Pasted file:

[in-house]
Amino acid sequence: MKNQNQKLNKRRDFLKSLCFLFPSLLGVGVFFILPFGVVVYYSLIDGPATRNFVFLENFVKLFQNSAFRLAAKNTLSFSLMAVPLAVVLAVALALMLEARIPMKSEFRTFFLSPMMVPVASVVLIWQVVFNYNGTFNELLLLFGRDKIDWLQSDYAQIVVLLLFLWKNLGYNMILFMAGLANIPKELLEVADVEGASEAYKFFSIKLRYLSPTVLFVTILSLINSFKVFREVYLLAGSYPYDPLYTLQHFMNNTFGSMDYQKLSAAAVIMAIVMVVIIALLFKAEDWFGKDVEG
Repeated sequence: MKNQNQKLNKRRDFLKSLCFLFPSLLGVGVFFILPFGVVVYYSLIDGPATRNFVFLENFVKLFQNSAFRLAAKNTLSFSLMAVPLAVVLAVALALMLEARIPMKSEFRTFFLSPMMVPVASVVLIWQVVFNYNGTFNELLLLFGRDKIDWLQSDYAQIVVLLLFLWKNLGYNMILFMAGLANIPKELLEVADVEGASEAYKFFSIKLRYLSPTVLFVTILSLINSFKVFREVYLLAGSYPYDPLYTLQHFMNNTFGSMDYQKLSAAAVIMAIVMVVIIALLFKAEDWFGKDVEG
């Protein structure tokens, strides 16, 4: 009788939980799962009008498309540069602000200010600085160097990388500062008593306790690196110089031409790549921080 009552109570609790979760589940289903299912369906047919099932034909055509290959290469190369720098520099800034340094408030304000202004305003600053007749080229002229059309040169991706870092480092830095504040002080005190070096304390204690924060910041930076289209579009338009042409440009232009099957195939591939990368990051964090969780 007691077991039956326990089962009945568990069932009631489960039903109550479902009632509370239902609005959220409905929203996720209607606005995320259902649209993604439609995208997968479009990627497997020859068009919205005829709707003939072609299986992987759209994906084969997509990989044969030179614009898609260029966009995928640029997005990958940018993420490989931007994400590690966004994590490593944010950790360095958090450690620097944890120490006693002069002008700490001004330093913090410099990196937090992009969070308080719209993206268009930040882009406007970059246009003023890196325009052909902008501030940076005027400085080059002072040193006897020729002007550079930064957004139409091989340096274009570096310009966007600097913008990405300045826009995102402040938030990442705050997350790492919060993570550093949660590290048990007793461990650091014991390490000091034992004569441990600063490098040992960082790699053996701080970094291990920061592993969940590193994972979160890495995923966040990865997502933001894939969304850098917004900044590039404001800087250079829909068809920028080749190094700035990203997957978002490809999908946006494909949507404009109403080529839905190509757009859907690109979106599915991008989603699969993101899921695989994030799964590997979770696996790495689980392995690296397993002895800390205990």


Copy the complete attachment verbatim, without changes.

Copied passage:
[in-house]
Amino acid sequence: MKNQNQKLNKRRDFLKSLCFLFPSLLGVGVFFILPFGVVVYYSLIDGPATRNFVFLENFVKLFQNSAFRLAAKNTLSFSLMAVPLAVVLAVALALMLEARIPMKSEFRTFFLSPMMVPVASVVLIWQVVFNYNGTFNELLLLFGRDKIDWLQSDYAQIVVLLLFLWKNLGYNMILFMAGLANIPKELLEVADVEGASEAYKFFSIKLRYLSPTVLFVTILSLINSFKVFREVYLLAGSYPYDPLYTLQHFMNNTFGSMDYQKLSAAAVIMAIVMVVIIALLFKAEDWFGKDVEG
Repeated sequence: MKNQNQKLNKRRDFLKSLCFLFPSLLGVGVFFILPFGVVVYYSLIDGPATRNFVFLENFVKLFQNSAFRLAAKNTLSFSLMAVPLAVVLAVALALMLEARIPMKSEFRTFFLSPMMVPVASVVLIWQVVFNYNGTFNELLLLFGRDKIDWLQSDYAQIVVLLLFLWKNLGYNMILFMAGLANIPKELLEVADVEGASEAYKFFSIKLRYLSPTVLFVTILSLINSFKVFREVYLLAGSYPYDPLYTLQHFMNNTFGSMDYQKLSAAAVIMAIVMVVIIALLFKAEDWFGKDVEG
């Protein structure tokens, strides 16, 4: 009788939980799962009008498309540069602000200010600085160097990388500062008593306790690196110089031409790549921080 009552109570609790979760589940289903299912369906047919099932034909055509290959290469190369720098520099800034340094408030304000202004305003600053007749080229002229059309040169991706870092480092830095504040002080005190070096304390204690924060910041930076289209579009338009042409440009232009099957195939591939990368990051964090969780 007691077991039956326990089962009945568990069932009631489960039903109550479902009632509370239902609005959220409905929203996720209607606005995320259902649209993604439609995208997968479009990627497997020859068009919205005829709707003939072609299986992987759209994906084969997509990989044969030179614009898609260029966009995928640029997005990958940018993420490989931007994400590690966004994590490593944010950790360095958090450690620097944890120490006693002069002008700490001004330093913090410099990196937090992009969070308080719209993206268009930040882009406007970059246009003023890196325009052909902008501030940076005027400085080059002072040193006897020729002007550079930064957004139409091989340096274009570096310009966007600097913008990405300045826009995102402040938030990442705050997350790492919060993570550093949660590290048990007793461990650091014991390490000091034992004569441990600063490098040992960082790699053996701080970094291990920061592993969940590193994972979160890495995923966040990865997502933001894939969304850098917004900044590039404001800087250079829909068809920028080749190094700035990203997957978002490809999908946006494909949507404009109403080529839905190509757009859907690109979106599915991008989603699969993101899921695989994030799964590997979770696996790495689980392995690296397993002895800390205990």